Avisora Applies Big Data, Broken Windows to Make an Impact in Mexico

Out of Mexico, Avisora empowers citizens by allowing them to report day-to-day annoyances, vote on what others have reported and, in turn, drive change.

What gets measured gets improved. Or at least that’s what the team behind Avisora is hoping. Out of Mexico, the startup aims to empower citizens by allowing them to report day-to-day annoyances, vote on what others have reported and, in turn, drive change.

The concept behind Avisora, the brainchild of Andy Kieffer and Diego Méndez, is based on the broken windows theory. First introduced in 1982, the theory is that if a window is left broken and left unrepaired, those walking by will assume no one is in charge and no one cares, and more vandalism will occur. In other words, the little things matter. “One day, it dawned on me that Mexico today is much like New York City in the 80s and 90s – so many tiny annoyances that ‘broken ‘are just accepted as normal,” explained Kieffer.

And so, he and Méndez sought out a way to solve the issue by way of technology and big data. The Avisora app provides users a simple way to report problems and gathers information so that action can eventually be taken.

“By crowdsourcing the collection of data, and by making it easy and viral, Avisora collects an enormous amount of data. Then, we use votes to rank the relative priority of the problems,” Kieffer outlined. “By capturing and ranking reports directly from the people on the street – unfiltered by politics or bias – we have an accurate, unfiltered consensus on the problems that the citizens are concerned about.”

Of course, gathering the information is one thing. Getting government entities and businesses to act on it is an entirely different ballgame. The Avisora team hopes that making the data gathered widely and publicly available will up the pressure on governments, companies and organizations to address the problems for which they are accountable. The information will also help them to determine where resources should be allocated first.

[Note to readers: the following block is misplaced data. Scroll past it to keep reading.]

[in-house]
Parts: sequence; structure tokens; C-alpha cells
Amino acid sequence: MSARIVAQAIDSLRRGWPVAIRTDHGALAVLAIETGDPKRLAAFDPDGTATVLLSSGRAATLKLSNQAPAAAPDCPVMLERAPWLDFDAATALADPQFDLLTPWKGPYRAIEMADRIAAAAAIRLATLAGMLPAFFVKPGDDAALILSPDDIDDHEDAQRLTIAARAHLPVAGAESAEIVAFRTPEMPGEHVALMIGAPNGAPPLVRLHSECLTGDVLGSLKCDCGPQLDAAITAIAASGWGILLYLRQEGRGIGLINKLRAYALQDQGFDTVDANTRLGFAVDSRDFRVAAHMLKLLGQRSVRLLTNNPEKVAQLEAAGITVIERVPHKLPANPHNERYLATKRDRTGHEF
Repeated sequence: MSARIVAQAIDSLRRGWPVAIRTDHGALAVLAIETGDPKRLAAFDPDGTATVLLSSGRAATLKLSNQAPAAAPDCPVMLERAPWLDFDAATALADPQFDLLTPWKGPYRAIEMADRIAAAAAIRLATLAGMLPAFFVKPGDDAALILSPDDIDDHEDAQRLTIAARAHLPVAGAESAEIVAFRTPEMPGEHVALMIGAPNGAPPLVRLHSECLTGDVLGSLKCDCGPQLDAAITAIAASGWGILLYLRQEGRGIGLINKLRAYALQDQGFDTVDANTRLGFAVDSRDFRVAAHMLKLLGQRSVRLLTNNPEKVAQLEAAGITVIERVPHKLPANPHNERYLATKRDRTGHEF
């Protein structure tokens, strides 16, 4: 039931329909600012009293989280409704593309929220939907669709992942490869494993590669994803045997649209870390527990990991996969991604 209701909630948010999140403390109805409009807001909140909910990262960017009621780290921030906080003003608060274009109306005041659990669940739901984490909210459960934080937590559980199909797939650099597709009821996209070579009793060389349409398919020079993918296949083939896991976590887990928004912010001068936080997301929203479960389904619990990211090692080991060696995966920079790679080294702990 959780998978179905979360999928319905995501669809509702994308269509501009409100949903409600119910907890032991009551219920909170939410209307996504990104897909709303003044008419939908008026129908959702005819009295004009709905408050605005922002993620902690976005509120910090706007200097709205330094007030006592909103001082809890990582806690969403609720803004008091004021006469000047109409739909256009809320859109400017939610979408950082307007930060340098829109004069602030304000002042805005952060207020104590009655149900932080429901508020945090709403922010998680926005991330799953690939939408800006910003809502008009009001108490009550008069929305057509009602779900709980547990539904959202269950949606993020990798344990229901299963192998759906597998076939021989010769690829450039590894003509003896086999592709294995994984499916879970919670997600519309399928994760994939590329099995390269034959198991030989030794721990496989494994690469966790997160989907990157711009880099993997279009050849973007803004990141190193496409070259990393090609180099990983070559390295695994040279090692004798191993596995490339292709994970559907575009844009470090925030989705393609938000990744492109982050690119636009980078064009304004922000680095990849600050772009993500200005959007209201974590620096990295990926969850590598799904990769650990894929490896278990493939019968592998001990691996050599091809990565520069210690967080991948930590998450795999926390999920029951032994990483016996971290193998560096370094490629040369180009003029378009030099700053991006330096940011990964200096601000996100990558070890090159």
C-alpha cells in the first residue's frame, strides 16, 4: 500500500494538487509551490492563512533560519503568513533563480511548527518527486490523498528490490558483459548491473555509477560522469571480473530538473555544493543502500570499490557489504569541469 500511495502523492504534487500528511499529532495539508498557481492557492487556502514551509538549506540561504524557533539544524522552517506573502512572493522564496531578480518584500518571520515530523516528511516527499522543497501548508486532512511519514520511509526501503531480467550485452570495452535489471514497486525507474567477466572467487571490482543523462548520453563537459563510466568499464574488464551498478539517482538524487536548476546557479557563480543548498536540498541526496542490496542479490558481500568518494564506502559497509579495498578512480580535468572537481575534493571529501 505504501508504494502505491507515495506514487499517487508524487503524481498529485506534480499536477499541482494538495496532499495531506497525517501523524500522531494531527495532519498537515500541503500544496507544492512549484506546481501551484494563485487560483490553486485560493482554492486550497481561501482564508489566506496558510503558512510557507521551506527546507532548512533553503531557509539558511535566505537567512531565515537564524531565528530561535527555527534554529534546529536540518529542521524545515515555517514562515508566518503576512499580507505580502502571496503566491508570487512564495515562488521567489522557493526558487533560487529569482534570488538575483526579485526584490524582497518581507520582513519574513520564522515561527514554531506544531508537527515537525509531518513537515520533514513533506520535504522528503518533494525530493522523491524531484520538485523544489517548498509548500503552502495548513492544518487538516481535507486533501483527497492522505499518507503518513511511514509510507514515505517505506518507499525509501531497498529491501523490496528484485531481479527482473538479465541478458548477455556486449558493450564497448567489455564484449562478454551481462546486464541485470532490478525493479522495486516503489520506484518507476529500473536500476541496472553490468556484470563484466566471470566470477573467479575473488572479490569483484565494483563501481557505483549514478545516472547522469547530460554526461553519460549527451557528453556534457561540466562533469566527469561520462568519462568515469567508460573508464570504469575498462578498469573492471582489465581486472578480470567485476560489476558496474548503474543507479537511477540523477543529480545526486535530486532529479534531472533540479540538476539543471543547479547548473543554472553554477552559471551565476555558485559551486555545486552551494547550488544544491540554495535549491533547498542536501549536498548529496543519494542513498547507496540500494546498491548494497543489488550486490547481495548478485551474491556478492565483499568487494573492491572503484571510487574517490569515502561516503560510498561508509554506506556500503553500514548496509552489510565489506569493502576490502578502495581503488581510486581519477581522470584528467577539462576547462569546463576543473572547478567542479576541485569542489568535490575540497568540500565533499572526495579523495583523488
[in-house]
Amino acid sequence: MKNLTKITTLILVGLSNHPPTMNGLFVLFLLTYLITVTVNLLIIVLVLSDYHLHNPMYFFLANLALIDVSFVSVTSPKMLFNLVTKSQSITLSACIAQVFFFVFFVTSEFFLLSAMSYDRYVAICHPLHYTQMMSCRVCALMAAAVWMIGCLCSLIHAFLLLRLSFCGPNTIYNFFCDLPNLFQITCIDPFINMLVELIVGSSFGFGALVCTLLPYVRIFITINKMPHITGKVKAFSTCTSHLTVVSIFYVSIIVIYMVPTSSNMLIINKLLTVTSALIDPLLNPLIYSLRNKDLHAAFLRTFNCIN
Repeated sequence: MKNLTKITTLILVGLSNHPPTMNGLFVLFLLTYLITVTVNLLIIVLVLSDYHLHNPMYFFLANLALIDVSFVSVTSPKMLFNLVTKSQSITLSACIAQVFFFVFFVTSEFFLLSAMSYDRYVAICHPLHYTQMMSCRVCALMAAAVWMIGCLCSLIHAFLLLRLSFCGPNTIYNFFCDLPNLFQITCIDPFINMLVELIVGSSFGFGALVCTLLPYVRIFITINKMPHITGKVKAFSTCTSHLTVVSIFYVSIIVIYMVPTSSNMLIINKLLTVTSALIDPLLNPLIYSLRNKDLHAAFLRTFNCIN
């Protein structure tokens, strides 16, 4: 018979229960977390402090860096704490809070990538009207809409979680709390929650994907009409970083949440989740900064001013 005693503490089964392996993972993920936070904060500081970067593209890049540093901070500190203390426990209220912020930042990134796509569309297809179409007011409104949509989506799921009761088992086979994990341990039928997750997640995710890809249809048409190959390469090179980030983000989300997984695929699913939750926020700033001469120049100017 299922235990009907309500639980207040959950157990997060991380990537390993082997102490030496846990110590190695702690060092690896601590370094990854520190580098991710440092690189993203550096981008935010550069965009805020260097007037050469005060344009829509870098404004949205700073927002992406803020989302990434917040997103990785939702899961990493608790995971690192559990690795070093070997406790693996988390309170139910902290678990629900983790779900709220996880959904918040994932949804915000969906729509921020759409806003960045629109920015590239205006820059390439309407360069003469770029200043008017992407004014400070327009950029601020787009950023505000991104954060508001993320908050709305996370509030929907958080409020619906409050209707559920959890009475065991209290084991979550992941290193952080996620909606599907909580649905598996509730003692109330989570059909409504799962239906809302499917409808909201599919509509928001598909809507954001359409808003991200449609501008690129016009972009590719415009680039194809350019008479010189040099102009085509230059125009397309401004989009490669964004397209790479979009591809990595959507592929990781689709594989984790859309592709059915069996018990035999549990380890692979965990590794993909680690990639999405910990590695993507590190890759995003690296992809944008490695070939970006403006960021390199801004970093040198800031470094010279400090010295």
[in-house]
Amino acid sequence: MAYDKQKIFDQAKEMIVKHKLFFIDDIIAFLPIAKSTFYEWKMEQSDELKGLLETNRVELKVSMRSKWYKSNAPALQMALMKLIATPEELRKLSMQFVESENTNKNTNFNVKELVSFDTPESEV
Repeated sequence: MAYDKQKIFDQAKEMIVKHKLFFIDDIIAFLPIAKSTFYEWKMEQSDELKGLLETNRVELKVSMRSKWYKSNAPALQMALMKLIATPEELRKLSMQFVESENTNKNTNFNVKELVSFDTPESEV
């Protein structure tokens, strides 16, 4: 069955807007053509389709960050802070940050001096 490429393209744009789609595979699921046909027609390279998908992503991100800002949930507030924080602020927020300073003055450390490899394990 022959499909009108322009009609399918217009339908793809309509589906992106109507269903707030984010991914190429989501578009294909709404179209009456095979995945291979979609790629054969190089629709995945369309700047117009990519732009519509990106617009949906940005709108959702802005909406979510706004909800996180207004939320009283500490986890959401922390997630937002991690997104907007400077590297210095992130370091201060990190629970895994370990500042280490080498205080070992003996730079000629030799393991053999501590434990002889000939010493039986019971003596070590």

Getting citizens engaged will be the first step. In that arena, Kieffer doesn’t anticipate problems:

We believe that people generally care. It’s just that, until today, there has been no satisfying mechanism to report the things that bother you. You can do an official report, but then what? Where does it go? Does anyone care? Without feedback, a physical record, or a solution, people just give up.

Avisora creates a visible record of user activity that others can see. If others agree, they can vote, and of course, sharing on Twitter and Facebook accelerates virality and votes. “It’s this feedback loop that makes it addictive,” Kieffer assured.

For the moment, Kieffer and Méndez are bootstrapping the project, paying out of their own pockets to bring it to life. They’ve launched an Indiegogo crowdfunding campaign to help them to go farther:

We have more that we want to do – a lot more. We have a six-month backlog of features and platforms that we are going to build in. Some of these include an Android version, better integration into other social platforms, adding other fun gamification elements to the app, data visualization … the list is long.

Thus, the team is looking for companies, brands and individuals who believe in a better Mexico and want to be associated. Avisora is accepting sponsors at every level.

In the short term, the project is focused on Mexico, though it could certainly be applied elsewhere. “I think that it’s an especially good fit here given that Mexico has historically been far behind the curve when it comes to transparency in government,” Kieffer concluded. “How is public money is spent? How are priorities established? Who is accountable for what? Mexico is trying to change dramatically for the better  – there are tons of initiatives aimed at opening up government, making it more participatory, etc. We want to enable and be part of that change.”

See the video of Avisora’s official launch here: